But Then There Was the Kabocha Squash

So I didn’t get my turkey fat. But–bonus for your vegetarian kids, Cheryl!–I did make a lovely side dish with kabocha squash, pictured below.

Kabocha hails from Mexico and is probably closest in appearance and taste to acorn squash. Since the beauty of yellow squashes (I don’t think that’s the plural but it’s a lovely word, isn’t it?)–since the beauty of yellow squashes is that they are practically interchangeable, you don’t even need to have kabocha squash for this. Pumpkin, butternut squash, or acorn squash would do nicely.

Yellow Squash and Potatoes (serves 4-6)

2 kabocha or acorn squash, or 1 butternut
2 large baking potatoes
2 large onions, finely chopped
6 cloves garlic, minced
1/4 tsp. cayenne pepper
6 tbsp. butter
1/4 – 1/2 c. half and half
Salt and pepper to taste

Preheat oven to 350. Cut squash in half and remove seeds with spoon. Brush with olive oil. Roast, cut side down, for 30 minutes or until very soft.

While squash is in oven, peel and quarter potatoes. Cover with salted water in large pot. Cover and cook on low heat until soft.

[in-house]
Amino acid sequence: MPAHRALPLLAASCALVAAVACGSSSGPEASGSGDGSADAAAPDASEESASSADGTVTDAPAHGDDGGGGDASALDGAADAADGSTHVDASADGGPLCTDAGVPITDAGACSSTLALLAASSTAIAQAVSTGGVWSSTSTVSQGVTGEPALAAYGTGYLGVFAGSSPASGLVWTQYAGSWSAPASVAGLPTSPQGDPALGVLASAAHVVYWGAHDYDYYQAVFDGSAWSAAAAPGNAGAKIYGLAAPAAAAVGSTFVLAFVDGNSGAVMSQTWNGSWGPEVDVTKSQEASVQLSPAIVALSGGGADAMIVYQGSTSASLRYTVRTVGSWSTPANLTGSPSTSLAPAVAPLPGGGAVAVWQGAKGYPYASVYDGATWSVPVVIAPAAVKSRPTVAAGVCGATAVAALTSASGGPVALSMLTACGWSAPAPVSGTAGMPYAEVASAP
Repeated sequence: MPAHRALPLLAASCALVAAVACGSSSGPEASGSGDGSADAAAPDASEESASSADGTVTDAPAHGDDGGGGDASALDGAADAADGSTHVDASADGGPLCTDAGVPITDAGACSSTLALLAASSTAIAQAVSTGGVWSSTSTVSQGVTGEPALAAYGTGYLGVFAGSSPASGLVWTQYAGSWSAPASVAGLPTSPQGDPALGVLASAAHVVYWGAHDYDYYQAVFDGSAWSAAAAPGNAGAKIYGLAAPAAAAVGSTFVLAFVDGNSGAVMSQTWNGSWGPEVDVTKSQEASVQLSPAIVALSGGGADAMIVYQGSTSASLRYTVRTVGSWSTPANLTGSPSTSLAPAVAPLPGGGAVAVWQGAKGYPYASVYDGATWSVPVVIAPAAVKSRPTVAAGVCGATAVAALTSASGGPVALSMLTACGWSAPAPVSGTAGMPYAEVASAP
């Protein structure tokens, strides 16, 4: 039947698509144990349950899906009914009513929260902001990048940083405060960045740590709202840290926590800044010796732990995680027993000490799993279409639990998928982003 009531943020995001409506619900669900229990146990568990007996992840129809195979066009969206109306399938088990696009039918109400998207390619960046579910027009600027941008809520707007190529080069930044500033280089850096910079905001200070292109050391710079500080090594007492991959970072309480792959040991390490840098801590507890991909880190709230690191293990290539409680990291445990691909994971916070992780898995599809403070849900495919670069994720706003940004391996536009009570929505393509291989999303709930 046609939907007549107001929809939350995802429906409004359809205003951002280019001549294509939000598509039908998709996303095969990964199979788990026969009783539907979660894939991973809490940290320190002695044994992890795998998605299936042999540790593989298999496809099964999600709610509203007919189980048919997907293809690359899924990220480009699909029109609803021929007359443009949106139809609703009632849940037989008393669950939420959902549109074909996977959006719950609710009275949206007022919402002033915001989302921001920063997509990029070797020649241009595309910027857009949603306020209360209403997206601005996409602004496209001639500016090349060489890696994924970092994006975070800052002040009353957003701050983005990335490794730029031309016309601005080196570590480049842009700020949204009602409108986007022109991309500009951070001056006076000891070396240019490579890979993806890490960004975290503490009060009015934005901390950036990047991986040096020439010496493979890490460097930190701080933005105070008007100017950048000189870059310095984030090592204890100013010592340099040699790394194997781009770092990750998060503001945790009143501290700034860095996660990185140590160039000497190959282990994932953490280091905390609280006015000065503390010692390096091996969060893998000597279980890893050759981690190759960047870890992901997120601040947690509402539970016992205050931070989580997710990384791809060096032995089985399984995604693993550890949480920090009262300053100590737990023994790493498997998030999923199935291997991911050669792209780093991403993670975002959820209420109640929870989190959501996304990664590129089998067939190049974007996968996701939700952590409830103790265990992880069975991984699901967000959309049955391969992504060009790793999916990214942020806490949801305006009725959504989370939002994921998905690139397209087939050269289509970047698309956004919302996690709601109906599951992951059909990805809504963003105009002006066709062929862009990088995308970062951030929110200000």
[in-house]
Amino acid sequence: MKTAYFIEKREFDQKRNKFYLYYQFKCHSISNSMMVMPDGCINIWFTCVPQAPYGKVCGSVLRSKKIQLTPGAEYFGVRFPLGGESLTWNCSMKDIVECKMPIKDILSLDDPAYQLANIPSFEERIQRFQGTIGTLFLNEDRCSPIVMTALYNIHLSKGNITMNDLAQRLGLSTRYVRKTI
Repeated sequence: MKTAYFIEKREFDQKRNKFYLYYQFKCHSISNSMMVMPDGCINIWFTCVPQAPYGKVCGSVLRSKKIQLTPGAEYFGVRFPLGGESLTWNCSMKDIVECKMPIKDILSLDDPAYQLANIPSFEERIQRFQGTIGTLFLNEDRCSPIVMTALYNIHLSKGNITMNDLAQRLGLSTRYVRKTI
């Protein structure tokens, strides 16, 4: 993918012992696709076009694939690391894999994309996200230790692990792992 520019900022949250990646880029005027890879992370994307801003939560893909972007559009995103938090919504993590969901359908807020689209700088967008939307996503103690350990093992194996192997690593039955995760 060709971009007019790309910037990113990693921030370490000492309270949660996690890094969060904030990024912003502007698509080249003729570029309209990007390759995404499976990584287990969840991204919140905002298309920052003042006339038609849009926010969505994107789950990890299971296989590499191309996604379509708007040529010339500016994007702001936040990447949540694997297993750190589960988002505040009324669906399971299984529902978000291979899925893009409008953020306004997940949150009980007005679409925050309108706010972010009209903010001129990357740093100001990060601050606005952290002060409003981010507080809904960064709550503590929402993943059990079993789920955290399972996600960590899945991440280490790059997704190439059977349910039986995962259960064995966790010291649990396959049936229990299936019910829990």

While potatoes are cooking, melt 3 tbsp. butter on low heat in small skillet. Increase heat to medium and saute onion in butter until translucent. Turn off heat, add garlic and cayenne pepper, and stir until mix is coated with pepper.

Scoop squash out of shell and place in bowl. (If there are any hard spots remaining, add to potatoes in the last few minutes of cooking.) Drain potatoes. Add squash, onion mix, butter, 1/4 c. half and half, and plenty of salt and pepper. Mix with electric mixer until consistency is that of mashed potatoes. Add more half and half and seasonings if needed.

4 thoughts on “But Then There Was the Kabocha Squash

  1. This recipe looks great. I wish it were squash season so I could try it. But you obviously have squash now– is it in season year round down there?

  2. Unrelated to squash, I have a request, or maybe it’s a challenge. Could you come up with some tasty collard greens that don’t have meat in them? And for me “meat” includes lard, bacon fat, fatback, etc.

Leave a Reply

Fill in your details below or click an icon to log in:

WordPress.com Logo

You are commenting using your WordPress.com account. Log Out /  Change )

Google+ photo

You are commenting using your Google+ account. Log Out /  Change )

Twitter picture

You are commenting using your Twitter account. Log Out /  Change )

Facebook photo

You are commenting using your Facebook account. Log Out /  Change )

Connecting to %s